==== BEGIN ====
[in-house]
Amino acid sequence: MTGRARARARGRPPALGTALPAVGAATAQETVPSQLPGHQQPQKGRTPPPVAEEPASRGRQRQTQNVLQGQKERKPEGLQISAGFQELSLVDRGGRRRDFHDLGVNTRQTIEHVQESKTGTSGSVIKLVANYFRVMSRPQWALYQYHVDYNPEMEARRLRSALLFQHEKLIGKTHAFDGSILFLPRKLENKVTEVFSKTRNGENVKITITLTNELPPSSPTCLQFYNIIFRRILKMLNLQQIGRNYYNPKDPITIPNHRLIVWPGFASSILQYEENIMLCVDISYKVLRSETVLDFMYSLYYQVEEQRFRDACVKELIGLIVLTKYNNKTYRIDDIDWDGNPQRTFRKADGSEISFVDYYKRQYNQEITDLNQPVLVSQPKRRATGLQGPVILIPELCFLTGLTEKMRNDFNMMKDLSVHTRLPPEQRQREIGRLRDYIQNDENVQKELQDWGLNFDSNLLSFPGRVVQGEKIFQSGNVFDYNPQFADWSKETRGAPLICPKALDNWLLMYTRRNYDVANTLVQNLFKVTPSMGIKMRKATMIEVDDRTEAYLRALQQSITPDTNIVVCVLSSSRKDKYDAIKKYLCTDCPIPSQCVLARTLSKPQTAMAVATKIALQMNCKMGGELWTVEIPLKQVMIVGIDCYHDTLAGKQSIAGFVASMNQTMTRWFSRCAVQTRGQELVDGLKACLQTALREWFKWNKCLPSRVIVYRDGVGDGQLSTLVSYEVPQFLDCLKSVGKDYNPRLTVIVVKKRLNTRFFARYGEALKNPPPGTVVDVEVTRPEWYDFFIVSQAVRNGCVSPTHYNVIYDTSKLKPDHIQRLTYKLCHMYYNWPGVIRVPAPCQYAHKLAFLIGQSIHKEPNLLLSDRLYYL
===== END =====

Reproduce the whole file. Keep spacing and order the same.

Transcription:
[in-house]
Amino acid sequence: MTGRARARARGRPPALGTALPAVGAATAQETVPSQLPGHQQPQKGRTPPPVAEEPASRGRQRQTQNVLQGQKERKPEGLQISAGFQELSLVDRGGRRRDFHDLGVNTRQTIEHVQESKTGTSGSVIKLVANYFRVMSRPQWALYQYHVDYNPEMEARRLRSALLFQHEKLIGKTHAFDGSILFLPRKLENKVTEVFSKTRNGENVKITITLTNELPPSSPTCLQFYNIIFRRILKMLNLQQIGRNYYNPKDPITIPNHRLIVWPGFASSILQYEENIMLCVDISYKVLRSETVLDFMYSLYYQVEEQRFRDACVKELIGLIVLTKYNNKTYRIDDIDWDGNPQRTFRKADGSEISFVDYYKRQYNQEITDLNQPVLVSQPKRRATGLQGPVILIPELCFLTGLTEKMRNDFNMMKDLSVHTRLPPEQRQREIGRLRDYIQNDENVQKELQDWGLNFDSNLLSFPGRVVQGEKIFQSGNVFDYNPQFADWSKETRGAPLICPKALDNWLLMYTRRNYDVANTLVQNLFKVTPSMGIKMRKATMIEVDDRTEAYLRALQQSITPDTNIVVCVLSSSRKDKYDAIKKYLCTDCPIPSQCVLARTLSKPQTAMAVATKIALQMNCKMGGELWTVEIPLKQVMIVGIDCYHDTLAGKQSIAGFVASMNQTMTRWFSRCAVQTRGQELVDGLKACLQTALREWFKWNKCLPSRVIVYRDGVGDGQLSTLVSYEVPQFLDCLKSVGKDYNPRLTVIVVKKRLNTRFFARYGEALKNPPPGTVVDVEVTRPEWYDFFIVSQAVRNGCVSPTHYNVIYDTSKLKPDHIQRLTYKLCHMYYNWPGVIRVPAPCQYAHKLAFLIGQSIHKEPNLLLSDRLYYL